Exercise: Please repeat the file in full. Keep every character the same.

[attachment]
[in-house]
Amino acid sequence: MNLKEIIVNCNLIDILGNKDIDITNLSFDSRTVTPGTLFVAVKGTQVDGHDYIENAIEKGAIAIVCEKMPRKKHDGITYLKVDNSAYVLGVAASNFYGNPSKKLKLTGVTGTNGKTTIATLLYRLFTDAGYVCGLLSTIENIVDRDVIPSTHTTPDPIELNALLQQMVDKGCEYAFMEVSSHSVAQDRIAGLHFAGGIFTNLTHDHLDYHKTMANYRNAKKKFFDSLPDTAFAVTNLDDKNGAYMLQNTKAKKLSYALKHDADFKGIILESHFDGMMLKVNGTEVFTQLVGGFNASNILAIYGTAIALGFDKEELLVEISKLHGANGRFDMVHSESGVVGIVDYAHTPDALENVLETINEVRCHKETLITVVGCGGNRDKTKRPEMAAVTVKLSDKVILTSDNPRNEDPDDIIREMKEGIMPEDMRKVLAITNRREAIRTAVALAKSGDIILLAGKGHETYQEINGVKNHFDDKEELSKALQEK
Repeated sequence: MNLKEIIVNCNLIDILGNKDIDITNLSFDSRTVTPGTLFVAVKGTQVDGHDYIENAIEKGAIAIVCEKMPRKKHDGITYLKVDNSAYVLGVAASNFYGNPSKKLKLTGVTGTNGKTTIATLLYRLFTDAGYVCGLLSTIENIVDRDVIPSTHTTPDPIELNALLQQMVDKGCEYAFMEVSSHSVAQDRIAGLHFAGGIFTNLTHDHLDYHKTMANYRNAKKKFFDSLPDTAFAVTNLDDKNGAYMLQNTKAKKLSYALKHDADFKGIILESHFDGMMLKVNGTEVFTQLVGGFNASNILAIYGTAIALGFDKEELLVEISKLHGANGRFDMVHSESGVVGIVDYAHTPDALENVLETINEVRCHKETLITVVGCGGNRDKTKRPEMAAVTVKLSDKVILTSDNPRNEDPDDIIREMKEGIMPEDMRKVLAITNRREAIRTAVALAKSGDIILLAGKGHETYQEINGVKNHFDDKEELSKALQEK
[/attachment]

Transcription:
[in-house]
Amino acid sequence: MNLKEIIVNCNLIDILGNKDIDITNLSFDSRTVTPGTLFVAVKGTQVDGHDYIENAIEKGAIAIVCEKMPRKKHDGITYLKVDNSAYVLGVAASNFYGNPSKKLKLTGVTGTNGKTTIATLLYRLFTDAGYVCGLLSTIENIVDRDVIPSTHTTPDPIELNALLQQMVDKGCEYAFMEVSSHSVAQDRIAGLHFAGGIFTNLTHDHLDYHKTMANYRNAKKKFFDSLPDTAFAVTNLDDKNGAYMLQNTKAKKLSYALKHDADFKGIILESHFDGMMLKVNGTEVFTQLVGGFNASNILAIYGTAIALGFDKEELLVEISKLHGANGRFDMVHSESGVVGIVDYAHTPDALENVLETINEVRCHKETLITVVGCGGNRDKTKRPEMAAVTVKLSDKVILTSDNPRNEDPDDIIREMKEGIMPEDMRKVLAITNRREAIRTAVALAKSGDIILLAGKGHETYQEINGVKNHFDDKEELSKALQEK
Repeated sequence: MNLKEIIVNCNLIDILGNKDIDITNLSFDSRTVTPGTLFVAVKGTQVDGHDYIENAIEKGAIAIVCEKMPRKKHDGITYLKVDNSAYVLGVAASNFYGNPSKKLKLTGVTGTNGKTTIATLLYRLFTDAGYVCGLLSTIENIVDRDVIPSTHTTPDPIELNALLQQMVDKGCEYAFMEVSSHSVAQDRIAGLHFAGGIFTNLTHDHLDYHKTMANYRNAKKKFFDSLPDTAFAVTNLDDKNGAYMLQNTKAKKLSYALKHDADFKGIILESHFDGMMLKVNGTEVFTQLVGGFNASNILAIYGTAIALGFDKEELLVEISKLHGANGRFDMVHSESGVVGIVDYAHTPDALENVLETINEVRCHKETLITVVGCGGNRDKTKRPEMAAVTVKLSDKVILTSDNPRNEDPDDIIREMKEGIMPEDMRKVLAITNRREAIRTAVALAKSGDIILLAGKGHETYQEINGVKNHFDDKEELSKALQEK